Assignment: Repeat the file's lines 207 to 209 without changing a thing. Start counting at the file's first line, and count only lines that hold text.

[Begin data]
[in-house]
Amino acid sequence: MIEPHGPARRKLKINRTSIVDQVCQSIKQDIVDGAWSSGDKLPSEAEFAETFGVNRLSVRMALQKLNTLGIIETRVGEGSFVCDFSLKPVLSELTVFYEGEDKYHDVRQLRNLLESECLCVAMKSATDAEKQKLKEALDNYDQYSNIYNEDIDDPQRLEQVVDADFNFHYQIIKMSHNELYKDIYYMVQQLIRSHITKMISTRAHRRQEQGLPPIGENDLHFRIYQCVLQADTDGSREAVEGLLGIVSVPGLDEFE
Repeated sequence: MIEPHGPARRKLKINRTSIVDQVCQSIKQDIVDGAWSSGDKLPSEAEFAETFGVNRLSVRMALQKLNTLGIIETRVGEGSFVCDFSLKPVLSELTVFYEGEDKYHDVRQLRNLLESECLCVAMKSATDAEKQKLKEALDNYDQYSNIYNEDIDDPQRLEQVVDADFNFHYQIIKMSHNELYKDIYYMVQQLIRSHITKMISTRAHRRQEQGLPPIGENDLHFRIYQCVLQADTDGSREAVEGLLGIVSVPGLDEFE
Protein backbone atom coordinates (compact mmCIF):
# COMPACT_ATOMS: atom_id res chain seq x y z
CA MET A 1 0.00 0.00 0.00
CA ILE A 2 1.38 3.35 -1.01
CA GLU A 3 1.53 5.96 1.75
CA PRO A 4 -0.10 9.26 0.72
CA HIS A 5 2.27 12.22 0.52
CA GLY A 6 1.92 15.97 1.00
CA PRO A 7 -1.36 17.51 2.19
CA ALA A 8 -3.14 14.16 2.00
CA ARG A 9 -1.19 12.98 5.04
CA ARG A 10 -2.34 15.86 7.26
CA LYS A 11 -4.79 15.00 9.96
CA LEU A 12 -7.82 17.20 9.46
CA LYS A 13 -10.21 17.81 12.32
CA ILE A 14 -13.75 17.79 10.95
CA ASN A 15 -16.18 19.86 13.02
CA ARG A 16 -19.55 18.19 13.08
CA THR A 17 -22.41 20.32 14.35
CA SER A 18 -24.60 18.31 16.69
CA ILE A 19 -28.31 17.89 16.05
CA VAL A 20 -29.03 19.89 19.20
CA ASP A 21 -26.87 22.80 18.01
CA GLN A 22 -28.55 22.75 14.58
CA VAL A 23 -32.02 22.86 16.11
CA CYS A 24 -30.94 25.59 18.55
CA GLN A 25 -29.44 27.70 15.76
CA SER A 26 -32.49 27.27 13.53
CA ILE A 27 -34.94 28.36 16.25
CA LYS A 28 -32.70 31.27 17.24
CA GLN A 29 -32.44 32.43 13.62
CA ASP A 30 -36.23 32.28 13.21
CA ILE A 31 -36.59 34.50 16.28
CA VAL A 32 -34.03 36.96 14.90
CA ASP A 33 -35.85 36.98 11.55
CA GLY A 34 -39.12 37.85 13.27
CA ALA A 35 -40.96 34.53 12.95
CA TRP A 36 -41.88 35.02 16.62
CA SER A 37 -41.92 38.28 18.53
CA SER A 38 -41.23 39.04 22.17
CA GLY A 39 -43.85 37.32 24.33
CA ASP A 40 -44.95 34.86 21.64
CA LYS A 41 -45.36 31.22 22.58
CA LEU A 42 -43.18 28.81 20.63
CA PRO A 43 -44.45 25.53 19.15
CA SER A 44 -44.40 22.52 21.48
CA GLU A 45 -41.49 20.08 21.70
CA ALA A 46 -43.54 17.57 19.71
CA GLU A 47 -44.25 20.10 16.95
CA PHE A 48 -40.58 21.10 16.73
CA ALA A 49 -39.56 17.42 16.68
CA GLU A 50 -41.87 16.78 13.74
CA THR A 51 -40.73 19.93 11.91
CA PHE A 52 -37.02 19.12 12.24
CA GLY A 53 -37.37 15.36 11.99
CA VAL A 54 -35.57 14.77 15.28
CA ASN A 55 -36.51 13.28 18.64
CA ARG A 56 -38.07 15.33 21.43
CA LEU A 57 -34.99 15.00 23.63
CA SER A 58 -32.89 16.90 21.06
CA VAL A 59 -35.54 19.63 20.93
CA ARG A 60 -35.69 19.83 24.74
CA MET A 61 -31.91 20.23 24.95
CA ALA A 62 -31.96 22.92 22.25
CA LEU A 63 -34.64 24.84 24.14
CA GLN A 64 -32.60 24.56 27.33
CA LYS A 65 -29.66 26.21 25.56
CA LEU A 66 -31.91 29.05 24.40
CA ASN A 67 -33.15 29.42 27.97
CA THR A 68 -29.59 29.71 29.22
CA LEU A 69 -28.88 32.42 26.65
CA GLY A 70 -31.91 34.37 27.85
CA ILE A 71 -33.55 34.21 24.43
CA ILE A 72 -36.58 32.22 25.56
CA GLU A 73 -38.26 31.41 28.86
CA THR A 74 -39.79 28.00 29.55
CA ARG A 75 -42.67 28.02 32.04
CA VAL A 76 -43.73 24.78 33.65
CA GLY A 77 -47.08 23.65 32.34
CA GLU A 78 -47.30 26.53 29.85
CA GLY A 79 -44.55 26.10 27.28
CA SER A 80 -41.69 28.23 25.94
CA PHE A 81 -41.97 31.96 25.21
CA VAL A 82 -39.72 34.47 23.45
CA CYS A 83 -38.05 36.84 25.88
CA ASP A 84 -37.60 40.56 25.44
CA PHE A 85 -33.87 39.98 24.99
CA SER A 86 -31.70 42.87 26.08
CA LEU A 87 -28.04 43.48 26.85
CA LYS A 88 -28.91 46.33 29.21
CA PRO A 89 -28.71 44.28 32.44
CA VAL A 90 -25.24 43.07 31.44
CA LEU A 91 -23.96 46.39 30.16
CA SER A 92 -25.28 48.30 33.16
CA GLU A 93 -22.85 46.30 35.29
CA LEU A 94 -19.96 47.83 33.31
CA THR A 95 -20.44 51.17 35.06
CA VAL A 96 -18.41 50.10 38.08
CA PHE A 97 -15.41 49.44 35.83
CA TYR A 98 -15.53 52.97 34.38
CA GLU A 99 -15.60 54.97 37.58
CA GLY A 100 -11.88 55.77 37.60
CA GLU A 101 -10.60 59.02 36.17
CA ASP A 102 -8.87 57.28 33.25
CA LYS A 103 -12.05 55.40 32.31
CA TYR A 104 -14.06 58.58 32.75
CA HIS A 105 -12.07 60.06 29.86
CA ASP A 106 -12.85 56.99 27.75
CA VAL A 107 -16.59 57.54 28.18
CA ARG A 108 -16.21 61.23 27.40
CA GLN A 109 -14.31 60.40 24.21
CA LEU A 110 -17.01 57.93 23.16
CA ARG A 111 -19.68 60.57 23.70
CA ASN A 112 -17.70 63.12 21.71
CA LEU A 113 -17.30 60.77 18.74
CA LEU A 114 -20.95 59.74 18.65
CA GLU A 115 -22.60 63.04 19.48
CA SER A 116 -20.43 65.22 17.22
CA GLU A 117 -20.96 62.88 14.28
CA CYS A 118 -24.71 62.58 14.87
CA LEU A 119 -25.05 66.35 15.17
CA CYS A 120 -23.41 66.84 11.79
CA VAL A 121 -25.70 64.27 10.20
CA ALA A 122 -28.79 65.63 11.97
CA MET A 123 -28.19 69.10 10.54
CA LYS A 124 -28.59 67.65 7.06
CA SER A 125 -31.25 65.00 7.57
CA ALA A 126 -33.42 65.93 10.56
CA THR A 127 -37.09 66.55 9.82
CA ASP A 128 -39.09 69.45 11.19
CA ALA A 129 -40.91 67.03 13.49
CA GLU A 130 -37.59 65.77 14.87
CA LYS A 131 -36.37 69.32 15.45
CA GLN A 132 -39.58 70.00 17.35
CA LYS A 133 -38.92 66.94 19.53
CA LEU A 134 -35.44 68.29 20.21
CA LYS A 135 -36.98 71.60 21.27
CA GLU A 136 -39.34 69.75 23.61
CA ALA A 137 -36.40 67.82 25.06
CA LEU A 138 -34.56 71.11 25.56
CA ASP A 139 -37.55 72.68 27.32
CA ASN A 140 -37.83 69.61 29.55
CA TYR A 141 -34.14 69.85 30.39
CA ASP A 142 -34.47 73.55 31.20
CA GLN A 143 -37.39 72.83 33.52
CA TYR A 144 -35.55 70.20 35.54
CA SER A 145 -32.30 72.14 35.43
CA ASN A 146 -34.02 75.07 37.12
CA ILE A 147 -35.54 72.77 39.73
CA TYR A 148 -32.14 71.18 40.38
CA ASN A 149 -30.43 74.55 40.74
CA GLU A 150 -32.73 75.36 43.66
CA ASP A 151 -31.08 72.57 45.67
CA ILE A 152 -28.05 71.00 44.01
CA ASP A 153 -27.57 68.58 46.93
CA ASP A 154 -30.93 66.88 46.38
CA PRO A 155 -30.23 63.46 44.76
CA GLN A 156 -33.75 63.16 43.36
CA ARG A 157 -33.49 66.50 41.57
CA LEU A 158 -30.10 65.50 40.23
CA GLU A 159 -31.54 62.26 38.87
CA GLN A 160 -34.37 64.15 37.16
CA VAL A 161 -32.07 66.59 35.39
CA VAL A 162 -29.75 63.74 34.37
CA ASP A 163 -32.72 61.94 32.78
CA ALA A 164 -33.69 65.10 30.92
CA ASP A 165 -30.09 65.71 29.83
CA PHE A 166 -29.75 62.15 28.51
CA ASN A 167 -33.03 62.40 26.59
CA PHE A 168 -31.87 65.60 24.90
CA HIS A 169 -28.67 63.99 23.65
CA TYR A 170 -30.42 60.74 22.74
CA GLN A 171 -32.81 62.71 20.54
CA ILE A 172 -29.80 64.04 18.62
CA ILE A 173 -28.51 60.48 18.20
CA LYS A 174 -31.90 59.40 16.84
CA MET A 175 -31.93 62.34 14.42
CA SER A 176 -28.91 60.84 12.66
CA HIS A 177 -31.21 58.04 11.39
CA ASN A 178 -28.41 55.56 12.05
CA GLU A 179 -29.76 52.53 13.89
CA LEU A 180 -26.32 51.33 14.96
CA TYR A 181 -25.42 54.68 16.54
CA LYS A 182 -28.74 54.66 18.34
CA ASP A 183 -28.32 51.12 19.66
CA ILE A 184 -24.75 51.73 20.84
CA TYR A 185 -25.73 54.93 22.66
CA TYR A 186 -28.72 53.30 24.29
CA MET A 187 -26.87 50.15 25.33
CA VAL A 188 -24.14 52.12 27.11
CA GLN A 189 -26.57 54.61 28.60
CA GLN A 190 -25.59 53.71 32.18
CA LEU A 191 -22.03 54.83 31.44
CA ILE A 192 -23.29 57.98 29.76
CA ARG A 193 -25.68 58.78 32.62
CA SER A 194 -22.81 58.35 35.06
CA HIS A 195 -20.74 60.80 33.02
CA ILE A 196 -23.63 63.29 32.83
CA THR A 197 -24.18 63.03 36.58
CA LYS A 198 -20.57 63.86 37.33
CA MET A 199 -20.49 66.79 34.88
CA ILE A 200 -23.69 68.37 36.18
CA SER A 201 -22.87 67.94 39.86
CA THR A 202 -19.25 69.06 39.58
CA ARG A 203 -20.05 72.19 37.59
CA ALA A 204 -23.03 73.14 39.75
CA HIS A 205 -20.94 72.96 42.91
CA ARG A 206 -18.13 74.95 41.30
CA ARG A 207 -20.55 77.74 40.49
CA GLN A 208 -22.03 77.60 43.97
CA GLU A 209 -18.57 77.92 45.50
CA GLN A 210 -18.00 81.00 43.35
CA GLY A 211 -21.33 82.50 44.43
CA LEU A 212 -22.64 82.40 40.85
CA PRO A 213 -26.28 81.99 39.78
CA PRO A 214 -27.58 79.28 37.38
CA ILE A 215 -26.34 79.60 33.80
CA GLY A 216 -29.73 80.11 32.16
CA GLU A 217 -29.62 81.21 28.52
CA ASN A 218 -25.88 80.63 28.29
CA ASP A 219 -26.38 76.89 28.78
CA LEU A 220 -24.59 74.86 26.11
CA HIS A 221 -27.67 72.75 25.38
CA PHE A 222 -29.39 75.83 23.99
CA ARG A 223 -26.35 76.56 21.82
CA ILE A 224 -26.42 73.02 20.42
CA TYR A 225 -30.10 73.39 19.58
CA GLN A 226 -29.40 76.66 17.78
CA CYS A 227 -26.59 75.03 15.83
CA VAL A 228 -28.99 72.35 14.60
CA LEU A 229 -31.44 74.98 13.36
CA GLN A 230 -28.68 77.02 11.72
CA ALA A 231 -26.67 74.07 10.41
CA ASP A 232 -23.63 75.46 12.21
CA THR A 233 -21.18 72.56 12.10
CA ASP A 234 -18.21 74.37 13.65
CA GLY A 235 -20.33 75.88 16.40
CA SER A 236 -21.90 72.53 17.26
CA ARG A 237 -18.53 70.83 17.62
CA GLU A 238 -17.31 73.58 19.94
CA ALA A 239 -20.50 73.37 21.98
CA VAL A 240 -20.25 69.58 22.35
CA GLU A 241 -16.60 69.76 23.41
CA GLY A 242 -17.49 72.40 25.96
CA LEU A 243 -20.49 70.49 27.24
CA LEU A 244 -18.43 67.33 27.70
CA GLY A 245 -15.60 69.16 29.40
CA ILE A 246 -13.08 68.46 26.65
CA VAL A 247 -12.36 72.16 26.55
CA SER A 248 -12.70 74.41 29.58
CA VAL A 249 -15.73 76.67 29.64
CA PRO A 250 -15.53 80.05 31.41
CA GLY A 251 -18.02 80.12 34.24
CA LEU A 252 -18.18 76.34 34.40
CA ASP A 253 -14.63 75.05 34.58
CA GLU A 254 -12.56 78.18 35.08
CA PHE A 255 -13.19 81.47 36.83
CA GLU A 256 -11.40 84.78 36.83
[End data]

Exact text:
CA THR A 202 -19.25 69.06 39.58
CA ARG A 203 -20.05 72.19 37.59
CA ALA A 204 -23.03 73.14 39.75